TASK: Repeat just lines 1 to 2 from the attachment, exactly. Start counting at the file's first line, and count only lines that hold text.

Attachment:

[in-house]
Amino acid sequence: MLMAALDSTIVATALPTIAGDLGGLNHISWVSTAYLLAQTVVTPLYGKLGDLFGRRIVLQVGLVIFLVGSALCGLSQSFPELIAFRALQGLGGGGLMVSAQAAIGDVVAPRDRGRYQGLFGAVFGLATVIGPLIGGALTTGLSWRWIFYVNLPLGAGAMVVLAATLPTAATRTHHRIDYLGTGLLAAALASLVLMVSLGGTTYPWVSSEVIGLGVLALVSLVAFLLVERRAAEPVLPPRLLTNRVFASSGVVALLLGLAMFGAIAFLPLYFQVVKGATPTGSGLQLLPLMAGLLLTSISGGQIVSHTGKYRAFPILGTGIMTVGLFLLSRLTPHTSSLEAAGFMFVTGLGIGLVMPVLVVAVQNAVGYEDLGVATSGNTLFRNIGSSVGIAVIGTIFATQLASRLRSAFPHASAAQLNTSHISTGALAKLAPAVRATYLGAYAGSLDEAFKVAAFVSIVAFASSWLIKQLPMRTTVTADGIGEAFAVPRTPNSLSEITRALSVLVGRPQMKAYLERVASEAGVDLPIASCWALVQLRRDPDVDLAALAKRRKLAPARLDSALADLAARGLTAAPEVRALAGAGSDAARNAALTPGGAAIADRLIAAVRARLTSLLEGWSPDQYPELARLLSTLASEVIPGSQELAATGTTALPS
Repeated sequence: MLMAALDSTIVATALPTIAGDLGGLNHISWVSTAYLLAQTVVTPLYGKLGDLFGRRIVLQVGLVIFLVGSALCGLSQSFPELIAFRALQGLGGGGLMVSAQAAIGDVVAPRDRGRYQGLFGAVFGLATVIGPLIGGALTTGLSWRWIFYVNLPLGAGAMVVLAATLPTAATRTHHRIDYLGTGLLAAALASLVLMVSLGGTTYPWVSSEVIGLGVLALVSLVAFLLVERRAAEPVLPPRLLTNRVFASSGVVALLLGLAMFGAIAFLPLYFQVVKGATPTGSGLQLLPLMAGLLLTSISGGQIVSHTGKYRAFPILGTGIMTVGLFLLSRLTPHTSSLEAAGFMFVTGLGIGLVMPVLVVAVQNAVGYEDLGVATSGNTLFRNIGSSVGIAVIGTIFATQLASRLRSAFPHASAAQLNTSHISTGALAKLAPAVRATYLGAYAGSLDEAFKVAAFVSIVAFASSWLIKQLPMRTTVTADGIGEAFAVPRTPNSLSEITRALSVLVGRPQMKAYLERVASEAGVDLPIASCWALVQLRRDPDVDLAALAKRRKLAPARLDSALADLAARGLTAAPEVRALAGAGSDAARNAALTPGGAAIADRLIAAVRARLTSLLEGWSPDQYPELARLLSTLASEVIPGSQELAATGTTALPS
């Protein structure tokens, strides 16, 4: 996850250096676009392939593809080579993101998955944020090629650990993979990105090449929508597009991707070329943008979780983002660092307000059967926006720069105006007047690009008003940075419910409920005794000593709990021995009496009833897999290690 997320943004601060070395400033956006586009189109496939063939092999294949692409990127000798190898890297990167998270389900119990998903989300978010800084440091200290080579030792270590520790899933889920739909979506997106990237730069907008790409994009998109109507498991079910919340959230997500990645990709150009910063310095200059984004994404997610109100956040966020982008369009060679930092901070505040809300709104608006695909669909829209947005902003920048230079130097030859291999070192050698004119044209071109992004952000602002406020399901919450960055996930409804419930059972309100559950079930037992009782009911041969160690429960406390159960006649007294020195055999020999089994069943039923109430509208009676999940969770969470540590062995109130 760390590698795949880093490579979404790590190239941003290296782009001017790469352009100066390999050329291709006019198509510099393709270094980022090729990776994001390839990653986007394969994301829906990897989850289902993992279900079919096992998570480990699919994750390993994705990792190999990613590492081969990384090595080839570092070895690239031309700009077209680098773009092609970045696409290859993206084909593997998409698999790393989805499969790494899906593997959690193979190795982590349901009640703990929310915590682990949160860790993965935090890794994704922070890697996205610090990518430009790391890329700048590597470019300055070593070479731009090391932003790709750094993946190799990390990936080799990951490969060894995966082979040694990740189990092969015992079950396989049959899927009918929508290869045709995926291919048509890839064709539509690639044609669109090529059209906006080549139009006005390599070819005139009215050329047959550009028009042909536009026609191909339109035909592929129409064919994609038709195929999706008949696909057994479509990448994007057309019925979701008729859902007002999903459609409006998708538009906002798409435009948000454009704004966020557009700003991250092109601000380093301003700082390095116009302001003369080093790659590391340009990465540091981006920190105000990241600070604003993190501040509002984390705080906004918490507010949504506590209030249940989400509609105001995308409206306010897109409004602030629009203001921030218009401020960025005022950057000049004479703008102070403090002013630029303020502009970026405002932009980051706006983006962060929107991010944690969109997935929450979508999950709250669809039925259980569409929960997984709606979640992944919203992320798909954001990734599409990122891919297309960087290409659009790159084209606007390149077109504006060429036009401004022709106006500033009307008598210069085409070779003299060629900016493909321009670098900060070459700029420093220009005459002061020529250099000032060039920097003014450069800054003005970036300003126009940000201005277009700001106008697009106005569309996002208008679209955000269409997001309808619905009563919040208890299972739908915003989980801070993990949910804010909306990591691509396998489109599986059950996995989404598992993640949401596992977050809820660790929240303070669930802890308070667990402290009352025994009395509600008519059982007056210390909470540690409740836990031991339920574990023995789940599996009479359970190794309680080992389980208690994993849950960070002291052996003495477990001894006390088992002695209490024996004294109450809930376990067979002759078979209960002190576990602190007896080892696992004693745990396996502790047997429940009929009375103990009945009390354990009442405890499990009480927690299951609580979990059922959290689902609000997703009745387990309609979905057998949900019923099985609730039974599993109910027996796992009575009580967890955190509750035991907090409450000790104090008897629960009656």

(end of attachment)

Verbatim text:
[in-house]
Amino acid sequence: MLMAALDSTIVATALPTIAGDLGGLNHISWVSTAYLLAQTVVTPLYGKLGDLFGRRIVLQVGLVIFLVGSALCGLSQSFPELIAFRALQGLGGGGLMVSAQAAIGDVVAPRDRGRYQGLFGAVFGLATVIGPLIGGALTTGLSWRWIFYVNLPLGAGAMVVLAATLPTAATRTHHRIDYLGTGLLAAALASLVLMVSLGGTTYPWVSSEVIGLGVLALVSLVAFLLVERRAAEPVLPPRLLTNRVFASSGVVALLLGLAMFGAIAFLPLYFQVVKGATPTGSGLQLLPLMAGLLLTSISGGQIVSHTGKYRAFPILGTGIMTVGLFLLSRLTPHTSSLEAAGFMFVTGLGIGLVMPVLVVAVQNAVGYEDLGVATSGNTLFRNIGSSVGIAVIGTIFATQLASRLRSAFPHASAAQLNTSHISTGALAKLAPAVRATYLGAYAGSLDEAFKVAAFVSIVAFASSWLIKQLPMRTTVTADGIGEAFAVPRTPNSLSEITRALSVLVGRPQMKAYLERVASEAGVDLPIASCWALVQLRRDPDVDLAALAKRRKLAPARLDSALADLAARGLTAAPEVRALAGAGSDAARNAALTPGGAAIADRLIAAVRARLTSLLEGWSPDQYPELARLLSTLASEVIPGSQELAATGTTALPS